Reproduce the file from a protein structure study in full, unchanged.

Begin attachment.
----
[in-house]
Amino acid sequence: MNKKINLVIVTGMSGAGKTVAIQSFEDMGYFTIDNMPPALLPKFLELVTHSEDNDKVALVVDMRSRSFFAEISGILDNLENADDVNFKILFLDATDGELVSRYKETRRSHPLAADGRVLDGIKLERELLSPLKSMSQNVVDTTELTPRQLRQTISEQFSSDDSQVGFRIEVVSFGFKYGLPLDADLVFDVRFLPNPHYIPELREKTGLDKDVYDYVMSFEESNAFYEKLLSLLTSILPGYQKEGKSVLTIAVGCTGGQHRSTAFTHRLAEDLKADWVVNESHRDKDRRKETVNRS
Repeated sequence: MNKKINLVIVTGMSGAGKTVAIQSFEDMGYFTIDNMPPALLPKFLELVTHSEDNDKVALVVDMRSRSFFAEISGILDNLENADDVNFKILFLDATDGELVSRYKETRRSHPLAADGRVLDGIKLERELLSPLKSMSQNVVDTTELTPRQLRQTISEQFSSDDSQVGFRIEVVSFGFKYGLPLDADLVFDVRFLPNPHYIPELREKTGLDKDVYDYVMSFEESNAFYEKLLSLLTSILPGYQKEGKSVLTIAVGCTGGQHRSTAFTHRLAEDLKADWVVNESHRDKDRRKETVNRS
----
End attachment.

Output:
[in-house]
Amino acid sequence: MNKKINLVIVTGMSGAGKTVAIQSFEDMGYFTIDNMPPALLPKFLELVTHSEDNDKVALVVDMRSRSFFAEISGILDNLENADDVNFKILFLDATDGELVSRYKETRRSHPLAADGRVLDGIKLERELLSPLKSMSQNVVDTTELTPRQLRQTISEQFSSDDSQVGFRIEVVSFGFKYGLPLDADLVFDVRFLPNPHYIPELREKTGLDKDVYDYVMSFEESNAFYEKLLSLLTSILPGYQKEGKSVLTIAVGCTGGQHRSTAFTHRLAEDLKADWVVNESHRDKDRRKETVNRS
Repeated sequence: MNKKINLVIVTGMSGAGKTVAIQSFEDMGYFTIDNMPPALLPKFLELVTHSEDNDKVALVVDMRSRSFFAEISGILDNLENADDVNFKILFLDATDGELVSRYKETRRSHPLAADGRVLDGIKLERELLSPLKSMSQNVVDTTELTPRQLRQTISEQFSSDDSQVGFRIEVVSFGFKYGLPLDADLVFDVRFLPNPHYIPELREKTGLDKDVYDYVMSFEESNAFYEKLLSLLTSILPGYQKEGKSVLTIAVGCTGGQHRSTAFTHRLAEDLKADWVVNESHRDKDRRKETVNRS